Investment Financing in Africa
President Kaberuka calls for improvements in business climate and pursuit of economic reforms
- Economic reforms carried out over 25 years have begun bearing fruits
- SME are biggest job creators in Africa
Kigali, 23 May 2006 – Addressing a group of business people, investors and financiers in Kigali within the framework of the 3rd National Investment Conference, President Kaberuka said investment conditions in Africa were improving, but African countries must do more regarding their efforts to improve the business climate as well as pursue economic reforms.
On invitation to speak on the theme: "Where to find resources? Financial engineering at the service of investment and growth, the African Development Bank Group president recalled that African business people have often been wondering about finding the resources to finance their businesses whereas, in reality, "the issue is not that of finding resources, but that of creating the conditions that will enable Africa to have a share of the excess liquidity in the world."
Part of this excess is going to other regions of the world. For example, each year China alone earns US$ 50 billion of this excess money which is in search of investments; India earns US$5 billion, while direct investments in Africa have mainly concentrated on oil and mineral extraction.
Mr. Kaberuka advised that never has Africa been in a better position to attract investors. Most armed conflicts that devastated the continent (six just a few years ago) had come to an end, adding that good governance was gradually taking root on the continent. With regard to economic indicators, they are really promising; with average growth standing at 5.5% across the continent – though higher than demographic growth – it is still not enough for the attainment of Millennium Development Goals.
These performances, the Bank President analyzed, could not be solely attributed to the strength of the global economy which is sustained by high raw material prices. Non oil producing African countries also benefited from this growth, registering on average 4.5% growth.
"This is the outcome of 25 years of economic reforms which have begum bearing fruits," Mr. Kaberuka explained. These reforms take a long time to produce results, whereas African countries usually lack the means to sustain the reforms and these results in them giving in to immediate pressure, the Bank president said.
Also, the closeness of African markets also discourages investors from considering Africa as a huge market, although its population will soon exceed 1 billion. President Kaberuka therefore advised that micro-economic convergence policies should be carried out within the region in order to build a large economic bloc reinforced by economic infrastructure integration (roads, electricity…).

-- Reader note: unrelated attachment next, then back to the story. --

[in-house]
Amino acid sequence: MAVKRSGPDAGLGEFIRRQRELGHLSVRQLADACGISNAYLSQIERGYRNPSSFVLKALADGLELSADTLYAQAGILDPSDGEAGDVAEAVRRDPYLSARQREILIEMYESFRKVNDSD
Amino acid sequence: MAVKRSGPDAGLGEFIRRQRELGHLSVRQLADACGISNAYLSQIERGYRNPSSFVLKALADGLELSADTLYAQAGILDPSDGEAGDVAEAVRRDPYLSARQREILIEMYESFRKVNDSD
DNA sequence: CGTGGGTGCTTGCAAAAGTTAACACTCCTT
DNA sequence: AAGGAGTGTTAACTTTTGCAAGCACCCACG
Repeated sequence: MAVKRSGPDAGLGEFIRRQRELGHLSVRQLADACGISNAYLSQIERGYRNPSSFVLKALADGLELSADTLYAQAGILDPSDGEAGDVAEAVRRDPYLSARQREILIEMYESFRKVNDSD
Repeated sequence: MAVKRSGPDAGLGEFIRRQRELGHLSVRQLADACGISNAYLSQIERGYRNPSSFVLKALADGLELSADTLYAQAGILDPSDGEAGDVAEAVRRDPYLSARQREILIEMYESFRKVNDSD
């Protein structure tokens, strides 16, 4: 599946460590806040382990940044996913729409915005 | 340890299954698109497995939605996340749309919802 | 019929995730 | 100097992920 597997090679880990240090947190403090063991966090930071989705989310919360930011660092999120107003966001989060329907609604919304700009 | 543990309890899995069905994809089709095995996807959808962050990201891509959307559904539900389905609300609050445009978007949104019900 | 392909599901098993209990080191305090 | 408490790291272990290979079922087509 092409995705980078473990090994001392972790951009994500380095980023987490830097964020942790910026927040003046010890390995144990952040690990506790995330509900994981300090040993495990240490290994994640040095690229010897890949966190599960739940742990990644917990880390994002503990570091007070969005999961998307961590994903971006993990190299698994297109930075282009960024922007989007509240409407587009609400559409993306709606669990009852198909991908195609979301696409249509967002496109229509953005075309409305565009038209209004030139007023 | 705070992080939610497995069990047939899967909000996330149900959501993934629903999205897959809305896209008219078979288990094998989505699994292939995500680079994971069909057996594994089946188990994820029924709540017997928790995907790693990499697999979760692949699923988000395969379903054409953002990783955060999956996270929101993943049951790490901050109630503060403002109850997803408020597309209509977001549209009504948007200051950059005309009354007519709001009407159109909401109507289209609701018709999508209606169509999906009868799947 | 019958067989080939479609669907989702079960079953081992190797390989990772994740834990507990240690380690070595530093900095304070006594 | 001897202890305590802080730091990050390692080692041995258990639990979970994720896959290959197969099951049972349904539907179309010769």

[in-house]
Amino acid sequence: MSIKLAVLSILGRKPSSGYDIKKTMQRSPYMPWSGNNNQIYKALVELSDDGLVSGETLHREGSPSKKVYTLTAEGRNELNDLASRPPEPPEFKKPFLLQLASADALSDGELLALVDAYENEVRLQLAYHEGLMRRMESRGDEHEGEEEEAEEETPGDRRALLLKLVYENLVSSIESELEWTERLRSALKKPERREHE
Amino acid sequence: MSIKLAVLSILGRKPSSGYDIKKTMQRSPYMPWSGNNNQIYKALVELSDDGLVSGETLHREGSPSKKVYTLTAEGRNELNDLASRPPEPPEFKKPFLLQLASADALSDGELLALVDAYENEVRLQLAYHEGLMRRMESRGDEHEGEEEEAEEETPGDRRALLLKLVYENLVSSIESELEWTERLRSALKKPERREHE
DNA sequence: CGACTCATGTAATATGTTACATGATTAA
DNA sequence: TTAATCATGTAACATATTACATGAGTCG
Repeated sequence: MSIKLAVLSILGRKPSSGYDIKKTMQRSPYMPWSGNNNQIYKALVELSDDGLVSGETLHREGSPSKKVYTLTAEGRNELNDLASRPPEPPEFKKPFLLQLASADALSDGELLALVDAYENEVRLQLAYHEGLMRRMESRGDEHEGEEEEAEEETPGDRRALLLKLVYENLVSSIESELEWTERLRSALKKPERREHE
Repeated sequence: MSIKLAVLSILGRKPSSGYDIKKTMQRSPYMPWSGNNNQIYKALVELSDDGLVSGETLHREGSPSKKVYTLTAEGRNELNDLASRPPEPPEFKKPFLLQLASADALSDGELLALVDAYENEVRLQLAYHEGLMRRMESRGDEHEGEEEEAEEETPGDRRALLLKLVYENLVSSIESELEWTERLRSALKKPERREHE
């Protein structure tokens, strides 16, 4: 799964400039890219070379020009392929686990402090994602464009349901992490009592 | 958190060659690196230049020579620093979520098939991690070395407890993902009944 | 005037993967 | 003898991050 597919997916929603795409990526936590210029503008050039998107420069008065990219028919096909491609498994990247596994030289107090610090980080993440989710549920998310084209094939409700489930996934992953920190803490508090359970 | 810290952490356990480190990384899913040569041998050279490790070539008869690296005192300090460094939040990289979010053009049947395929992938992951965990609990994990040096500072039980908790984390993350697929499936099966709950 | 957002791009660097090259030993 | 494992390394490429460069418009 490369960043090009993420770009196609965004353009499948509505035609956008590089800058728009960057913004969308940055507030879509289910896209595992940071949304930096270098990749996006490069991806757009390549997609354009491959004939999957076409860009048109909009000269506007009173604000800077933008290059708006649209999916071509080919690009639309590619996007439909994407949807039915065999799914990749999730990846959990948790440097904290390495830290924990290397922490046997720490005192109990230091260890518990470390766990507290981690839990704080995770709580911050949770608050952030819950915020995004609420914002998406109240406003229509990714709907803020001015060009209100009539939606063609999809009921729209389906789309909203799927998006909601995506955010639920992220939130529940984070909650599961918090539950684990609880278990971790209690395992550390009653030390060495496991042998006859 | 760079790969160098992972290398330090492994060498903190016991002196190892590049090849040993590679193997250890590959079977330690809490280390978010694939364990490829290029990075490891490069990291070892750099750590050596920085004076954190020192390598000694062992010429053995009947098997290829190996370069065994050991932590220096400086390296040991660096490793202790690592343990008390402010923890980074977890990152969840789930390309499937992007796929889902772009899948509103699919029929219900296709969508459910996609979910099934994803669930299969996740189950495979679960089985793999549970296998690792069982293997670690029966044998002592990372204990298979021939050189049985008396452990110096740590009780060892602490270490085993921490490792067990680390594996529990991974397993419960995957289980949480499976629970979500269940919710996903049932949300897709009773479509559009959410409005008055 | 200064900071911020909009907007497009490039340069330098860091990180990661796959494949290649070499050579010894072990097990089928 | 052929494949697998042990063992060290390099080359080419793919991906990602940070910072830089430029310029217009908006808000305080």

President Kaberuka pointed out that improvements in the investment climate require that small and medium scale enterprises be taken into account in the wealth creation process. It is SME, indeed very small enterprises which create large number of jobs. At the same time, they are facing difficulties that prevent them from developing such as obtaining long term financing and low guarantees. President Kaberuka advised that ADB had a wide range of financial instruments which make it possible to take the needs of SME into consideration.
The same interest must be given to the African Diaspora whose remittances are very important and are, above all, regular resources. "At US$1.8 billion per year, remittances from the Ghanaian Diaspora are more than export earnings from traditional products," Mr. Kaberuka said. At the continental level, Diaspora remittances stand at US$ 12.5 billion, that is, more than international aid payments! What is now left is for these resources to be channeled in an organized system.
In order to help African countries in their efforts to attract investments, President Kaberuka has launched a series of institutional and strategic reforms aimed at reinforcing the support that the Bank is providing to regional member countries. The reforms approved by finance ministers of 77 ADB member countries during their just-ended Annual Meetings which held in Ouagadougou from May 17 to 18 provide, among other measures, that special emphasis be laid on infrastructure, the private sector and regional integration. A Vice Presidency was therefore created to be specifically responsible for these sectors.
During his speech, President Kaberuka congratulated the Government of Rwanda on its efforts to create an enabling environment for investments, adding that the country was succeeding in that regard.
Mr. Donald Kaberuka’s official visit provides for a series of audiences with top government officials and working meetings with a number of ministers. The visit will also be marked by a field trip to ADB-financed projects as well as the inauguration of the ADB Rwanda National Office. The president will also hold discussions with private sector representatives, development partners, the civil society, the diplomatic corps and the media.
The Rwanda investment forum was opened on Monday, 22 May by Rwandan president, Paul Kagame. The conference, which is in its third session, served as an exchange platform for business people as well as an investment facilitation platform in Rwanda.